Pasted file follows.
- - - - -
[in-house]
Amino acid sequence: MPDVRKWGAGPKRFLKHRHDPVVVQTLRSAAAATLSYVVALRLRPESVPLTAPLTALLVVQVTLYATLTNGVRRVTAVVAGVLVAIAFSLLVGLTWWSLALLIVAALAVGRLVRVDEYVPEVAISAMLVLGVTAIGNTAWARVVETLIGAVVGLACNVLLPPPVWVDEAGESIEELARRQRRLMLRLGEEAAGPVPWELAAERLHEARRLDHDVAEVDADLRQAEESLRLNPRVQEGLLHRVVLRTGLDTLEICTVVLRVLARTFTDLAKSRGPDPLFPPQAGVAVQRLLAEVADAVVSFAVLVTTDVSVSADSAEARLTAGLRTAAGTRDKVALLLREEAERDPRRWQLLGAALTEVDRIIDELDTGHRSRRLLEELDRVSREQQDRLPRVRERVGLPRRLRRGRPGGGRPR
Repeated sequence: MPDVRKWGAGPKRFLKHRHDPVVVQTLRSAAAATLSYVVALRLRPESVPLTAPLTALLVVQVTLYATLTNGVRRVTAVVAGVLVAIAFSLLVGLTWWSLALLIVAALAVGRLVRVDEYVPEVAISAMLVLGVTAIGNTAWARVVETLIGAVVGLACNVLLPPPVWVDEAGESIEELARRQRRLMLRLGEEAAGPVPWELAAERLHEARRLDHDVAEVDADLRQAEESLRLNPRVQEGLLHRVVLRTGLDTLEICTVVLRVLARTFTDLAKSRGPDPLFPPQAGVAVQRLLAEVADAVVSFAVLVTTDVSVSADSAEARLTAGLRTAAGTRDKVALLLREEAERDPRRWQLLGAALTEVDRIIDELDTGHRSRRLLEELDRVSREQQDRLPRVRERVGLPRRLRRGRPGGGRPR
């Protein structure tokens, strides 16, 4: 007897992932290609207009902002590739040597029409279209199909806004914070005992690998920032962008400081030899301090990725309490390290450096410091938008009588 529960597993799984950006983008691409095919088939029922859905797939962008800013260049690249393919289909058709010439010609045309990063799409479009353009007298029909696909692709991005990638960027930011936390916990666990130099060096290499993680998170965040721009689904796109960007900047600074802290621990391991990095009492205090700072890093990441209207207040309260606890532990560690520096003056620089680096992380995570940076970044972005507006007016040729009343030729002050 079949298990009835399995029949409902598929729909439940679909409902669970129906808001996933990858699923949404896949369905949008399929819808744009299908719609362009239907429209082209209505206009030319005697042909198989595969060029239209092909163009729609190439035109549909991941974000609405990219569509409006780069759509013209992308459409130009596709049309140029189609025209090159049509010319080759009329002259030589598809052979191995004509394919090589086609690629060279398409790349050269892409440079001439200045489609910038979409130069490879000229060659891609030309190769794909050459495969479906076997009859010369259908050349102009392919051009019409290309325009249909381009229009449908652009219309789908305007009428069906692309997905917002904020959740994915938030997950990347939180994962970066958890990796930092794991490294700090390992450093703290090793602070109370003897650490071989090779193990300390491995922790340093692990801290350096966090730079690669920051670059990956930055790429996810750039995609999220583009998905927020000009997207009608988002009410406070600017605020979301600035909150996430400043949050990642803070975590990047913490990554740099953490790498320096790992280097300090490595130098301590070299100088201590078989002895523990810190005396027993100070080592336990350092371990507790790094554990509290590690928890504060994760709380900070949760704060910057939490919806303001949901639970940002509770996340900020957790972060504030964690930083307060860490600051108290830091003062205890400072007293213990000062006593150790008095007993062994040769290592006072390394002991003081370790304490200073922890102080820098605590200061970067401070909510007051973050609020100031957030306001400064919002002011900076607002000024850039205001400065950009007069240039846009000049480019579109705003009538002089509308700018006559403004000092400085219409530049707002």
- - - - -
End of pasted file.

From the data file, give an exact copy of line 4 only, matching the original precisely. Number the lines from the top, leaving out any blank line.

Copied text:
């Protein structure tokens, strides 16, 4: 007897992932290609207009902002590739040597029409279209199909806004914070005992690998920032962008400081030899301090990725309490390290450096410091938008009588 529960597993799984950006983008691409095919088939029922859905797939962008800013260049690249393919289909058709010439010609045309990063799409479009353009007298029909696909692709991005990638960027930011936390916990666990130099060096290499993680998170965040721009689904796109960007900047600074802290621990391991990095009492205090700072890093990441209207207040309260606890532990560690520096003056620089680096992380995570940076970044972005507006007016040729009343030729002050 079949298990009835399995029949409902598929729909439940679909409902669970129906808001996933990858699923949404896949369905949008399929819808744009299908719609362009239907429209082209209505206009030319005697042909198989595969060029239209092909163009729609190439035109549909991941974000609405990219569509409006780069759509013209992308459409130009596709049309140029189609025209090159049509010319080759009329002259030589598809052979191995004509394919090589086609690629060279398409790349050269892409440079001439200045489609910038979409130069490879000229060659891609030309190769794909050459495969479906076997009859010369259908050349102009392919051009019409290309325009249909381009229009449908652009219309789908305007009428069906692309997905917002904020959740994915938030997950990347939180994962970066958890990796930092794991490294700090390992450093703290090793602070109370003897650490071989090779193990300390491995922790340093692990801290350096966090730079690669920051670059990956930055790429996810750039995609999220583009998905927020000009997207009608988002009410406070600017605020979301600035909150996430400043949050990642803070975590990047913490990554740099953490790498320096790992280097300090490595130098301590070299100088201590078989002895523990810190005396027993100070080592336990350092371990507790790094554990509290590690928890504060994760709380900070949760704060910057939490919806303001949901639970940002509770996340900020957790972060504030964690930083307060860490600051108290830091003062205890400072007293213990000062006593150790008095007993062994040769290592006072390394002991003081370790304490200073922890102080820098605590200061970067401070909510007051973050609020100031957030306001400064919002002011900076607002000024850039205001400065950009007069240039846009000049480019579109705003009538002089509308700018006559403004000092400085219409530049707002």